• Dangers for Operators: In addition to the danger of a cave-in, workers need to look out for falling debris, slippery or muddy conditions, and the general hazards from the equipment. This being tipping or uneven load balance on the machine. A good tip for avoiding cave-ins is to have all excavated soil and your chosen digging equipment at least 2 feet from the edge of all dug out edges.
  • Accurate Bidding/Cost Analysis: Before all the planning, digging, surveying, or whatever else you might need employers need to look at a variety of factors before making an accurate and competent bid. Such as, local traffic for the dig location, soil classification, surface/groundwater, proximity of nearby structures to the dig spot, weather conditions for the day of digging, fall protection, ladders, and more. By conducting proper surveys,studies, and cost analysis before making a bid, employers can understand the equipment, personnel, and any planning needs they might have.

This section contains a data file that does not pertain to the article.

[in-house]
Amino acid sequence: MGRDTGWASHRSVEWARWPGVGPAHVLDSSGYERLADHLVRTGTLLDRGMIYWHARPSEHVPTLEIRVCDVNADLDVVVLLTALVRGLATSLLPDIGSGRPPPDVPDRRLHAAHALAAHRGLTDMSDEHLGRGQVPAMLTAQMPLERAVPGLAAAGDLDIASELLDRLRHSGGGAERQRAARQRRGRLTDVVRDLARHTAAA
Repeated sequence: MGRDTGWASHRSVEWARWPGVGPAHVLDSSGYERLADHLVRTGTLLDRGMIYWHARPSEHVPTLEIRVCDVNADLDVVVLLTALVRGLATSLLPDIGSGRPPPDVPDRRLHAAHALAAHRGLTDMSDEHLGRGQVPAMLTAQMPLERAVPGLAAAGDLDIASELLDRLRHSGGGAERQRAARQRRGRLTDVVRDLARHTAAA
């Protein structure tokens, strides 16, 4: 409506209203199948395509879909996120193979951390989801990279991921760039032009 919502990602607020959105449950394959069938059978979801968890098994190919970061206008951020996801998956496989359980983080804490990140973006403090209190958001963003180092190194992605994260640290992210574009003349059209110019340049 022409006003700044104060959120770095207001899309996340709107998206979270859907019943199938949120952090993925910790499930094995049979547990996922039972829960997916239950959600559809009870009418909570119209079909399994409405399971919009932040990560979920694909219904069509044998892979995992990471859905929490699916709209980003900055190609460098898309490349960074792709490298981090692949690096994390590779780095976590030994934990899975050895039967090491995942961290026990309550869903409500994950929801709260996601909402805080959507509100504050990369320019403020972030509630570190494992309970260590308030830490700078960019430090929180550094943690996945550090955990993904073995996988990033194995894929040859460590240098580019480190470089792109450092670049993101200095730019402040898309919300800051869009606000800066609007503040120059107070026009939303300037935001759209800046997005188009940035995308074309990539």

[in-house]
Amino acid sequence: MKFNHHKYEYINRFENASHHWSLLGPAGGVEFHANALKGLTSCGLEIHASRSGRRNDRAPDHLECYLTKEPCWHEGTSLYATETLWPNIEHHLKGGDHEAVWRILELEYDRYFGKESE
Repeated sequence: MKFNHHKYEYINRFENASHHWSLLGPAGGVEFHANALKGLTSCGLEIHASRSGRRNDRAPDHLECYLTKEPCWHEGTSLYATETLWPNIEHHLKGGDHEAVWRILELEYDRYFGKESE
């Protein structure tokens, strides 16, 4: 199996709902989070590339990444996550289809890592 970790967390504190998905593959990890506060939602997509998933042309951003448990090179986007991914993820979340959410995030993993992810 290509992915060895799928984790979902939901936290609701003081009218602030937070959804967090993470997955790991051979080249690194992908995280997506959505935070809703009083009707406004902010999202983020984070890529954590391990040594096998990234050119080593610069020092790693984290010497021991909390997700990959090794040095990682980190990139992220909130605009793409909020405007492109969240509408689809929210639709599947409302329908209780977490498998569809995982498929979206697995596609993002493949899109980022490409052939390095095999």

• Protective Systems for Operators and Individuals in Excavation: In order to protect workers from cave-ins, and other hazards of digging OSHA (Occupational Safety and Health Administration) requires employers to do the following.
    • Support the sides of the excavation site to avoid cave ins.
    • Place a shield between the side of the excavation and the work area.
    • Slope and bench the sides of any dig locations.
  • Working around Utilities: Call “One Call” before digging to ensure that the area is marked off and that you do not come across underground utilities, wires, or piping while digging. Ensure that while excavating, that all underground utilities are protected, supported, and not in any danger of being damaged or removed in order to protect workers and any individuals who might be in the surrounding area.

Here at D.L. Howell & Associates we take all precautions to assure that all of our intended digs are as safe and as low budget for customers as possible. So, if you need some holes dug for soil, infiltration tests, or septic testing, contact us and we’ll be more than happy to help!